Dachshund Pups - Smooth Haired
10 -12 years
A full-grown normally weighs less than 5.0 kg
There are three types, classified by their coats: short-haired, called "smooth"; "long-haired"; and "wire-haired".
The name "dachshund" is of German origin and literally means "badger dog", from Dachs ("badger") and Hund ("dog").
Some writers and dachshund experts have theorised that the early roots of the dachshund go back to ancient Egypt, where engravings were made featuring short-legged hunting dogs.
Dachshunds have been kept by royal courts all over Europe, including that of Queen Victoria, who was particularly enamored of the breed. They were originally bred for hunting badgers by trailing scent.
The typical dachshund is long-bodied and muscular, with short and stubby legs. Its paws are unusually large and paddle-shaped, for efficient digging. It has skin that is loose enough not to tear while tunneling in tight burrows to chase prey. The dachshund has a deep chest to allow enough lung capacity to keep going when hunting.
Dachshunds have a wide variety of colors and patterns.
They can be single-colored, single-colored with spots ("dappled"-called "merle" in other dog breeds), and single-colored with tan points plus any pattern. Dachshunds also come in piebald.
The dominant color is red, the most common along with black and tan. Isabella is a silver/gray all over color with light translucent brown points or no distinct points at all. Two-colored dogs can be black, wild boar, chocolate, fawn, with tan "points", or markings over the eyes, ears, paws, and tail, of tan or cream.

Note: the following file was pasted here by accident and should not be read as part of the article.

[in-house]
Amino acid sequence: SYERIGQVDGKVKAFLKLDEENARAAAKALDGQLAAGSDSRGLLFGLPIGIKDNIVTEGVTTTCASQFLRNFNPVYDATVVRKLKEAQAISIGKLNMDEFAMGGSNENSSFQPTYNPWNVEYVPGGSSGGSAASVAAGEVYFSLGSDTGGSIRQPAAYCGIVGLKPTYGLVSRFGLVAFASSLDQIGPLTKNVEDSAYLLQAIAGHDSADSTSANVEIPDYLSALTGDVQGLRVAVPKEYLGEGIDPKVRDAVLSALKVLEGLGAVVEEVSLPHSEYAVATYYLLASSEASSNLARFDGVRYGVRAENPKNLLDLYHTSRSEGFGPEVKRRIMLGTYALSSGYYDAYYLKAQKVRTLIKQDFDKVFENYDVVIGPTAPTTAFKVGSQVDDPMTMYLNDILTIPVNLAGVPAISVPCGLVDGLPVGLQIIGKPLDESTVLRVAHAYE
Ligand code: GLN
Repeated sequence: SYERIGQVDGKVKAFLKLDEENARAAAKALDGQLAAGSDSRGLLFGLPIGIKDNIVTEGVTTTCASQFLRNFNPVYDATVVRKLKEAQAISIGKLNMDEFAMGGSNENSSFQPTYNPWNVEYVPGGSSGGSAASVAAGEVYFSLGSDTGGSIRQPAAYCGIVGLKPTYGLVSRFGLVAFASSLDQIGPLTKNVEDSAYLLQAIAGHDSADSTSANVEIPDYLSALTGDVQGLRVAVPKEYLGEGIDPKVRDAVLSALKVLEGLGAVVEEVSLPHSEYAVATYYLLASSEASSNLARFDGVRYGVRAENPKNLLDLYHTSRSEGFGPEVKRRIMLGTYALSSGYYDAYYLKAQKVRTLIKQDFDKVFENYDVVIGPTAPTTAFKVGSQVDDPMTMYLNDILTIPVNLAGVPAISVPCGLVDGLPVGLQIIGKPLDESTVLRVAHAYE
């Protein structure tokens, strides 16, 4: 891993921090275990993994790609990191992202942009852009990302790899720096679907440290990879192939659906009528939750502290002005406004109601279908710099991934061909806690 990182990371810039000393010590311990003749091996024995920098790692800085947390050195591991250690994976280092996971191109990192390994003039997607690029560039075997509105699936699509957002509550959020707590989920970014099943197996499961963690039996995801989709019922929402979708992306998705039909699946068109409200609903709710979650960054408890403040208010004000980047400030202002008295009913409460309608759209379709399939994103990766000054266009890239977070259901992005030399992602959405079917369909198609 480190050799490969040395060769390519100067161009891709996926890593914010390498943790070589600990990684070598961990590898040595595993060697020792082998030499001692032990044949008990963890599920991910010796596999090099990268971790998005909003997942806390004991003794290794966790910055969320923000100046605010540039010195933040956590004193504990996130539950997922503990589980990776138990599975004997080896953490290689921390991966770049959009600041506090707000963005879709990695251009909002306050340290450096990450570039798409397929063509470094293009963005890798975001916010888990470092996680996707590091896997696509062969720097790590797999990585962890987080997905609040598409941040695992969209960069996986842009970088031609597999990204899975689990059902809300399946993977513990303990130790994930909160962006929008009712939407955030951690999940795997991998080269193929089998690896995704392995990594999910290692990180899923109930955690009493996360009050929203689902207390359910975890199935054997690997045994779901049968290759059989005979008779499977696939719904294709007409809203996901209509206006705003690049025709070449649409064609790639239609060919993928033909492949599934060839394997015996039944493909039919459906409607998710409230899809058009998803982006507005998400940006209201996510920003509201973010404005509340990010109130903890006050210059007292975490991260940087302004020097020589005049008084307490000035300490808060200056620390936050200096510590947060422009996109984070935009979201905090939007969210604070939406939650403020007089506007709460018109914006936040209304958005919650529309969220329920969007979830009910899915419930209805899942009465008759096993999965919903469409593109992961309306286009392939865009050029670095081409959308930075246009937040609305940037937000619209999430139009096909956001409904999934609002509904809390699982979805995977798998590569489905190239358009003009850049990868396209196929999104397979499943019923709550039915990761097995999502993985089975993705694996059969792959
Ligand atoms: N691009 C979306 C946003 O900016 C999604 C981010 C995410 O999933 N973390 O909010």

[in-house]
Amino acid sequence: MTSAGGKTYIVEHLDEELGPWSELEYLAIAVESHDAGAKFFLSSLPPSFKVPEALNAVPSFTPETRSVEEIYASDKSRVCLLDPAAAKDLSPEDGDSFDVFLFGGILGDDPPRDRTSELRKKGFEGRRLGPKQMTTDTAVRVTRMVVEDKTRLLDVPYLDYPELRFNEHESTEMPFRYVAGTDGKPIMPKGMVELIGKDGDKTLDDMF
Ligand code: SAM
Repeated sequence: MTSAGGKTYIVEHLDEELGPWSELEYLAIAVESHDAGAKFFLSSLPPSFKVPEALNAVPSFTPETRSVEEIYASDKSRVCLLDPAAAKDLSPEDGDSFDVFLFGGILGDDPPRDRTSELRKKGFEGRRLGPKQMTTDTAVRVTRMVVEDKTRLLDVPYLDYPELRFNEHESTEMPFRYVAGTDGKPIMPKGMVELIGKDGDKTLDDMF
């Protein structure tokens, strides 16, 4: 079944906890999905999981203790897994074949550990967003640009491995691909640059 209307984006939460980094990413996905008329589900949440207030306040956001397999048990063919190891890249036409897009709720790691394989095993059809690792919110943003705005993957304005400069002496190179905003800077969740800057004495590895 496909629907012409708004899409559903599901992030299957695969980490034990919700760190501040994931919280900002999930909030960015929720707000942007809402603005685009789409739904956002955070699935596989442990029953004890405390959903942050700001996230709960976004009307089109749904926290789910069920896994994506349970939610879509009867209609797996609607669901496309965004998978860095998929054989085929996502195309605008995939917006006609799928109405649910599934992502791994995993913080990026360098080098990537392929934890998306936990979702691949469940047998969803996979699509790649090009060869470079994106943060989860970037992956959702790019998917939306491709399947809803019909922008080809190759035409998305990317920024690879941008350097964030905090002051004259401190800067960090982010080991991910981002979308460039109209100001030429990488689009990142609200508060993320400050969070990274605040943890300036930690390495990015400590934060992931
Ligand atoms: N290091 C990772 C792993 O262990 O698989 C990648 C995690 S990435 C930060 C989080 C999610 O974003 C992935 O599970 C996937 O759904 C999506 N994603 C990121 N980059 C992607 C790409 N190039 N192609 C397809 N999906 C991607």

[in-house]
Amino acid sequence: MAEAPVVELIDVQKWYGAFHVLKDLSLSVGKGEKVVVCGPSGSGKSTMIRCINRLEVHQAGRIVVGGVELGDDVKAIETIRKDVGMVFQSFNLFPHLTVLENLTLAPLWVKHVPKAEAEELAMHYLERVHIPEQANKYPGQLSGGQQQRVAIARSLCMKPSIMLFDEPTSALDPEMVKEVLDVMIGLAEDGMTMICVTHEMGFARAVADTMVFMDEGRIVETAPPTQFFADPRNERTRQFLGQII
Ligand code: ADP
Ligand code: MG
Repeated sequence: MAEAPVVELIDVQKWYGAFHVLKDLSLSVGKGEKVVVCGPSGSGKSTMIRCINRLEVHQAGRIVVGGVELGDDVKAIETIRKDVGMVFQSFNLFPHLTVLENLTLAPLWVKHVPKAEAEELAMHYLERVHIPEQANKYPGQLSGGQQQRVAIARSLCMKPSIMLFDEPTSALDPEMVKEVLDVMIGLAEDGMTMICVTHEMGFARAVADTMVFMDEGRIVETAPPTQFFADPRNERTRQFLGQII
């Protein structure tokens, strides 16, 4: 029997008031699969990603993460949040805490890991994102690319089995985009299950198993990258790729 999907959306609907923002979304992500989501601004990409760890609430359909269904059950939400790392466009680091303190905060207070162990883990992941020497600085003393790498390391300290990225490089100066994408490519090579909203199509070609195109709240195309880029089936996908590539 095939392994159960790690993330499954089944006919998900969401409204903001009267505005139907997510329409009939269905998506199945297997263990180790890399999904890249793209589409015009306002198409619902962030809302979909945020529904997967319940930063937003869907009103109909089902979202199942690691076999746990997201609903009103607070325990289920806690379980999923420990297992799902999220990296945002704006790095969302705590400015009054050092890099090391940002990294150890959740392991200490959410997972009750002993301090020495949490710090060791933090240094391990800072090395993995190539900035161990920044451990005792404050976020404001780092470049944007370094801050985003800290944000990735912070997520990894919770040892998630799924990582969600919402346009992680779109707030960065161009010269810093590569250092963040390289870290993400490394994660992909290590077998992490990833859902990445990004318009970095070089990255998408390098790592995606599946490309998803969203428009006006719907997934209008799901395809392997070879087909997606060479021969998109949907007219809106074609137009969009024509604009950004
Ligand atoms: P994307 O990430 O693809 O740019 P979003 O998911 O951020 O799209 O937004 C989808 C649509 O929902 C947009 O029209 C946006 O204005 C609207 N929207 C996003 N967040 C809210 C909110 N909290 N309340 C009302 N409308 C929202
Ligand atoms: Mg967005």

A two-colored dachshund would be called by its dominant color first followed by the point color, such as "black and tan" or "chocolate and cream".
Other patterns include piebald, in which a white pattern is imposed upon the base color or any other pattern, and a lighter "boar" red. The reds range from coppers to deep rusts, with or without somewhat common black hairs peppered along the back, tail, face, and ear edges, lending much character and an almost burnished appearance; this is referred to among breeders and enthusiasts as a "stag" or an "overlay" or "sable".
True sable is a dachshund with each single hair banded with three colors: light at the base of the hair, red in the middle, black at the end. An additional, striking coat marking is the brindle pattern. "Brindle" refers to dark stripes over a solid background, usually red; if a dachshund is brindled on a dark coat and has tan points, you will see brindling on the tan points only. Even one single, lone stripe of brindle is brindle. If a dachshund has one single spot of dapple, it is a dapple.
Solid black and solid chocolate dachshunds occur and, even though dogs with such coloration are often considered handsome, the colors are nonstandard, that is, the dogs are frowned upon in the conformation ring in the US and Canada. Chocolate is commonly confused with dilute red.
Light-colored dachshunds can sport amber, light brown, or green eyes; however, kennel club standards state that the darker the eye color, the better. They can also have eyes of two different colors; however, this is only found in dapple and double dapple dachshunds.
Dachshunds can have a blue and a brown eye. Blue eyes, partially blue eyes, or a blue eye and a brown eye are called "wall" coloring, and are considered a non-desirable trait in kennel club standards. Dappled eyes are also possible.
Dachshunds are playful, but can be stubborn, and are known for their propensity for chasing tennis balls with great determination and ferocity.